CTC is a method designed to explore and develop the fundamental relationship between rhythm and pulse. With simple exercises, students begin to feel and make sense of how music moves through time. This clinic will demonstrate the effectiveness of very simple “Count Tap Clap” exercises. Participants will more fully understand the problem of coordination that must be addressed in order to achieve the goals of rhythm and pulse that ultimately lead to the lofty goals of style and phrase.
    Download the PDF Handout 1
  • Create a Culture, Not Just Another Class


    Most music educators have little time for reflection about the big picture of their program. This session will help attendees "see the forest for the trees," and better understand not only WHAT to teach, but WHY and HOW we teach it. Great programs require engaged, energized and effective students who want to learn. How do excellent teachers know when their students are ready to learn? This session will help directors take their students and their programs to the next level.
    Download the PDF Handout 1
  • Creating a Culture of Excellence in a Title One School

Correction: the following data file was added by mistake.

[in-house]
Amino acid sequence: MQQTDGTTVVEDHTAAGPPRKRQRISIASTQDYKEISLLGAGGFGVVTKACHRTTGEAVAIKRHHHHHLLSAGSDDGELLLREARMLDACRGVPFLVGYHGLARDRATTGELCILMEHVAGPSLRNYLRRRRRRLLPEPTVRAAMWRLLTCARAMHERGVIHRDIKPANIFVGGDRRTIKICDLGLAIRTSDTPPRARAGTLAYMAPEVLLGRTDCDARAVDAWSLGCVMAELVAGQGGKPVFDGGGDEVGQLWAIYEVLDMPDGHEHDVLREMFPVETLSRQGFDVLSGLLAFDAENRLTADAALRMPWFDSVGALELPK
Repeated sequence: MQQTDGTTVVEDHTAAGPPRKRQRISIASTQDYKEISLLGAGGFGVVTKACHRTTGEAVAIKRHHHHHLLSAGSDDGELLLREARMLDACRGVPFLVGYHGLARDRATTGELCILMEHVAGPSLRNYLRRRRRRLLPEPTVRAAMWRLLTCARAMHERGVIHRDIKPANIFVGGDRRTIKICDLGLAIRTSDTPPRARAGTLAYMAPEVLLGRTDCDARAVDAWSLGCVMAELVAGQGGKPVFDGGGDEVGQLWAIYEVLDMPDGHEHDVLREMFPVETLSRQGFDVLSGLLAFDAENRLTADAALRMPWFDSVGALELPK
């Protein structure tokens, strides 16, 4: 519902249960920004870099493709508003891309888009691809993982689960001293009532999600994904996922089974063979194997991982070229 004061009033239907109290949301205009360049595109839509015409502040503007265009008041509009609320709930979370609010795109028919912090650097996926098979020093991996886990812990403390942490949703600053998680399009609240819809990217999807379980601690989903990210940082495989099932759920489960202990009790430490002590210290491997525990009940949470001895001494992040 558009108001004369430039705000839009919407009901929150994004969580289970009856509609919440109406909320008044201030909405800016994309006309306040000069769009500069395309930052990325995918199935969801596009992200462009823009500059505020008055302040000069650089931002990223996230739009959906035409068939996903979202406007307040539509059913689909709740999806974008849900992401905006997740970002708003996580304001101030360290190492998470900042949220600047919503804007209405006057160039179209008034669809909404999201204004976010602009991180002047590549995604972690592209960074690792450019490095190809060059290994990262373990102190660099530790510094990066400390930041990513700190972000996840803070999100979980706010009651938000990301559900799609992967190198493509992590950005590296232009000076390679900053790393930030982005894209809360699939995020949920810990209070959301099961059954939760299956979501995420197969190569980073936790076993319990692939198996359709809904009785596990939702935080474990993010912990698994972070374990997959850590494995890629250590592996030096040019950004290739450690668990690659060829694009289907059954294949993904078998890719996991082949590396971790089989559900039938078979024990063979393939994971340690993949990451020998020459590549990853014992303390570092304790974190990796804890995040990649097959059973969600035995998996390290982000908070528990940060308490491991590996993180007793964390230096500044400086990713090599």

Chris Pineda, director of bands at Liberty Junior High School in Richardson (TX), reinvigorated a low-performing band program to become a model for music education in any environment, much less a school in which, the majority of the students are economically disadvantaged. Pineda and his building principal, Stephen Quisenberry, will share concrete strategies for creating a culture of excellence that capitalized on the circumstances that, for others, may have seemed like obstacles. (No Handout Available)
  • Creating, Recreating and Consuming Music: The High School Band as a Component of a High School Instrumental Music Program


    Frank Battisti and Tim Lautzenheiser will discuss strategies, procedures and activities Battisti used in his legendary Ithaca High School Band Program from 1955-67. Using the IHS Band as a point of departure their presentation will focus on the importance of developing creative, re-creative and consuming music experiences, which can help students develop their musical and personal potential – to be “The Best They Can Be.”
    Download the PDF Handout 1
  • Daily Drill: The Magic Pill for Intonation and Ensemble Skills